Original article no longer available…

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Monks bring wisdom to Lichfield (ic Birmingham, UK)

ic Birmingham (UK): In the chapter house of Lichfield Cathedral two Tibetan monks are sitting cross-legged on chairs scooping coloured sand from pots and tapping it onto a table to create a vibrant, geometric pattern. A third is curled up asleep on the floor.

This is not the only incongruous image created by these shaven-headed, ruby-robed chaps who are visiting Lichfield this week. They have also been spotted dancing around the cathedral close and visiting children at a school in Nechells, Birmingham.

Monks from the Tashi Lhunpo Monastery in Southern India are taking part in the Lichfield Festival as part of a five month tour of Britain.

“The reason for coming to England is to bring our culture to the West,” said Kachen Lobsang, though an interpreter.

“We want to show the people here about the existence of Tibetan Buddhism.

“It is important that we explain about the religious culture of Tibet because the culture is being destroyed. It is being wiped out. ”

The Tashi Lhunpo Monastery was founded in 1447 by the first Dalai Lama in Shigatse, the second largest city in Tibet.

By 1959, there were 5,000 monks there and another 2,000 affiliated to it outside Tibet. However, the Chinese occupation and Cultural Revolution of 1966 wrecked the great monasteries and in 1972, under the patronage of the present Dalai Lama, the Tashi Lhunpo Monastery was re-established in the Southern Indian state of Karnataka.

Today some 250 monks live in the monastery, preserving their Tibetan culture and monastic tradition in exile. They visit Britain every two years.

“We have found the schools and students very interested in our culture,” said Lobsang, who was also taking part in a concert with his monks in the cathedral on Tuesday night.

“People who have seen us before, come back to hear us every two years.”

Tibetan Buddhism is undoubtedly one of the more colourful styles of the religion.

Unlike some schools of Buddhism in which all that is needed is a comfortable stool upon which to meditate, the Tibetan culture is rich in hues and deities.

A good example of this is the sand mandala that the monks are creating all week in the chapter house of the cathedral.

Over a period of five or six days, the monks painstakingly pick up coloured sand in a metal cylinder and then gently tap the cylinder, dropping the sand in a particular place on the table.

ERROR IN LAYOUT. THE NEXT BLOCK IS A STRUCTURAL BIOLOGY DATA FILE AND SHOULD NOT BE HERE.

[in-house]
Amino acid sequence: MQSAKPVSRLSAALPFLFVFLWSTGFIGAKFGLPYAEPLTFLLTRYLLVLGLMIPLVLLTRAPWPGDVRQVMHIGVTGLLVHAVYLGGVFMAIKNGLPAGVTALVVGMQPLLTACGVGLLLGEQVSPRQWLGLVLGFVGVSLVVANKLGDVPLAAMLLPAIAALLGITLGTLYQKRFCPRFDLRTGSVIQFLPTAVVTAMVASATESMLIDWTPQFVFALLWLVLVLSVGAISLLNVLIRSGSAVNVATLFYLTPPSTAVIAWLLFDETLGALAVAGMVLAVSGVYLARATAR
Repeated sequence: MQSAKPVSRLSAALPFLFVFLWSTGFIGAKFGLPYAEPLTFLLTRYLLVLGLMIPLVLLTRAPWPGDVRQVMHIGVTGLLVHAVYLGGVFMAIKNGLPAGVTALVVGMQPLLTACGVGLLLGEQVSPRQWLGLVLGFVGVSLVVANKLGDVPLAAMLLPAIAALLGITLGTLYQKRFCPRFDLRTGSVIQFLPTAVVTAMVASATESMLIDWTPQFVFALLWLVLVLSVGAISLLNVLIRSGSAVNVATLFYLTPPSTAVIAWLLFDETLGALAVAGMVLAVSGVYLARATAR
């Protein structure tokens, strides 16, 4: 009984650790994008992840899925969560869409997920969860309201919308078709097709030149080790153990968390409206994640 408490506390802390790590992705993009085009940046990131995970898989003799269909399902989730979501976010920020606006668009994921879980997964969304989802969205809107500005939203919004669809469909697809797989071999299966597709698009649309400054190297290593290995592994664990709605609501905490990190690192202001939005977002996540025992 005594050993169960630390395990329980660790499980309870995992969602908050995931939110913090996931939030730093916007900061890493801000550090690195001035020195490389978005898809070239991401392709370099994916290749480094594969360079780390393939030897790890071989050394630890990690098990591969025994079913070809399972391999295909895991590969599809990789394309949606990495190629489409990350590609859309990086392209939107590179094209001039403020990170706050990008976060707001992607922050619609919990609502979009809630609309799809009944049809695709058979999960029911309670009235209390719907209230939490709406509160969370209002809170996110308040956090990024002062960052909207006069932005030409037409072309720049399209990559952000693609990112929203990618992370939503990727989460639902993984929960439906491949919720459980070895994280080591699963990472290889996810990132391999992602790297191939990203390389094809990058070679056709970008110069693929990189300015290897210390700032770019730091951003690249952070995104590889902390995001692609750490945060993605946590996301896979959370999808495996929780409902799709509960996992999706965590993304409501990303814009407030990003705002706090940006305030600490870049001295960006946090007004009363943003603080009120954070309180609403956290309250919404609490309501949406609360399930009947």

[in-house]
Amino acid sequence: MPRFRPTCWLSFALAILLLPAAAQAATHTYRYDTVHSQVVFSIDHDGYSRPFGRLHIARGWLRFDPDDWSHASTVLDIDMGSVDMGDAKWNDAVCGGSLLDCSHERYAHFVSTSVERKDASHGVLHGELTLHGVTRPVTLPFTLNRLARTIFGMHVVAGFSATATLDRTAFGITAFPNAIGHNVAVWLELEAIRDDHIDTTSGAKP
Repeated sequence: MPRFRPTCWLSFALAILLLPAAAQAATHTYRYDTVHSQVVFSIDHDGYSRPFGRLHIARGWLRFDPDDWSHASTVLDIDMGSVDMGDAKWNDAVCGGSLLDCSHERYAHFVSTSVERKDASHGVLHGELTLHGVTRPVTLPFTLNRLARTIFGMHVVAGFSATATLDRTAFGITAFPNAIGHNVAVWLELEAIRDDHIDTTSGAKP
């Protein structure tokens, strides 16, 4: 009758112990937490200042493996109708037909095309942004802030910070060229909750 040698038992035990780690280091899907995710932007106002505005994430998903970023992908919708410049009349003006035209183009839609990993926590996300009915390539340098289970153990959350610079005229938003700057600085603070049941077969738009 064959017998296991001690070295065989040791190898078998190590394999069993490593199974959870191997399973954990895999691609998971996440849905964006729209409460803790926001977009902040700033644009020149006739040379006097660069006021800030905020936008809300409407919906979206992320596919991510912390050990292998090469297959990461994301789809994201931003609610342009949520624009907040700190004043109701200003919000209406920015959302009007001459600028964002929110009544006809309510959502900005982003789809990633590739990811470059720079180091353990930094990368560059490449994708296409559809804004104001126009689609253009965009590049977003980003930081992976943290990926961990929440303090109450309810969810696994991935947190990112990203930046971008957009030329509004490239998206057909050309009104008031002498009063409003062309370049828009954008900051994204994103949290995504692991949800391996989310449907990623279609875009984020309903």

The sand is made from marble, which is then dyed by the monks, though traditionally lapis-lazuli would be used to make blue sand and rubies would be used to make the red and so on.

The mandala is a geometric pattern or design enclosed in a circle, which represents the celestial mansion of one or more of the deities. Each element of the design is highly symbolic.

The mandala being made in the chapter house this week, is known as the Mitrukpa mandala. At the heart of it is the Mitrukpa Buddha, represented by a thunderbolt, which is placed on the lotus throne, attended by the sun and moon.

“The different deities are represented by symbols because there is not enough space to draw the whole figure,” said Lobsang.

“We make the mandalas as a form of prayer. They are for visualisation. When you receive the initiation of a certain mandala, the priest, or lama, is letting you visual certain deities.”

The idea is that through being able to visual the deities, the monks develop their qualities.

The two monks making the mandala in the chapter house were referring to a coloured picture to show them were to paint the sand, but Lobsang – who has the equivalent of a PhD in Tibetan Buddhism – knows the intricate pattern by heart.

Before a monk begins practising using the technique for placing the sand, he has to first learn the meaning of the symbols.

White for example, is always placed at the East side of a mandala, so he will study the East and its significance before he can put down the white sand.